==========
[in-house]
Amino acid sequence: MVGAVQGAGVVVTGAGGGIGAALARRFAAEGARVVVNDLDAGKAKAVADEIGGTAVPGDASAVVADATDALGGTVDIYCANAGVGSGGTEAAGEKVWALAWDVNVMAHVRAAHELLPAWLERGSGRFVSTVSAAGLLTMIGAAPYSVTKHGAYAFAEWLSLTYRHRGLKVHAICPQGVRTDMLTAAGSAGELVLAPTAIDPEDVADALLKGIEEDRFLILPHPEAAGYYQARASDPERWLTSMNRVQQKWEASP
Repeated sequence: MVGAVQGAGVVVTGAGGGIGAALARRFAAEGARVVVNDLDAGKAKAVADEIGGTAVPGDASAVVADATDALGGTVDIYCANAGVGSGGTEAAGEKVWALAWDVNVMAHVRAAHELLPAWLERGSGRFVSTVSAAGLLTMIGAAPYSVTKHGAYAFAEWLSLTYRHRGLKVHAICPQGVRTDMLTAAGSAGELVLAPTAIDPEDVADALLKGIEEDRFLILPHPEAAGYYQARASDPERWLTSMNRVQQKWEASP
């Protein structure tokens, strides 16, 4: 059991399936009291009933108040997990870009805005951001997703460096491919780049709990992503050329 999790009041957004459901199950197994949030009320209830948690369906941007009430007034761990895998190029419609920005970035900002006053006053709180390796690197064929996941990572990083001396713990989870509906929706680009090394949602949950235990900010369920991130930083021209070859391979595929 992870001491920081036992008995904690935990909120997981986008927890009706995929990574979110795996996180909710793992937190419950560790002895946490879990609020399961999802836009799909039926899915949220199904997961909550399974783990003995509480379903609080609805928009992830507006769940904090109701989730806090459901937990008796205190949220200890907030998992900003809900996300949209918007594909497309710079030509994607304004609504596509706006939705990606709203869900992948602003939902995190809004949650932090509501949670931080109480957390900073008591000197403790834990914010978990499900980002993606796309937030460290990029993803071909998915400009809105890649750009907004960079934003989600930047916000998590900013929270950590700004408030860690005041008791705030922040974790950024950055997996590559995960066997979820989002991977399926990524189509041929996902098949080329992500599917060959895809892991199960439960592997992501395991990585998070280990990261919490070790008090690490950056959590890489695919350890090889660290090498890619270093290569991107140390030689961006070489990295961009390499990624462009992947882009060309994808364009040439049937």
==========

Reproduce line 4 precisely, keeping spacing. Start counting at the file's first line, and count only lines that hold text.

């Protein structure tokens, strides 16, 4: 059991399936009291009933108040997990870009805005951001997703460096491919780049709990992503050329 999790009041957004459901199950197994949030009320209830948690369906941007009430007034761990895998190029419609920005970035900002006053006053709180390796690197064929996941990572990083001396713990989870509906929706680009090394949602949950235990900010369920991130930083021209070859391979595929 992870001491920081036992008995904690935990909120997981986008927890009706995929990574979110795996996180909710793992937190419950560790002895946490879990609020399961999802836009799909039926899915949220199904997961909550399974783990003995509480379903609080609805928009992830507006769940904090109701989730806090459901937990008796205190949220200890907030998992900003809900996300949209918007594909497309710079030509994607304004609504596509706006939705990606709203869900992948602003939902995190809004949650932090509501949670931080109480957390900073008591000197403790834990914010978990499900980002993606796309937030460290990029993803071909998915400009809105890649750009907004960079934003989600930047916000998590900013929270950590700004408030860690005041008791705030922040974790950024950055997996590559995960066997979820989002991977399926990524189509041929996902098949080329992500599917060959895809892991199960439960592997992501395991990585998070280990990261919490070790008090690490950056959590890489695919350890090889660290090498890619270093290569991107140390030689961006070489990295961009390499990624462009992947882009060309994808364009040439049937």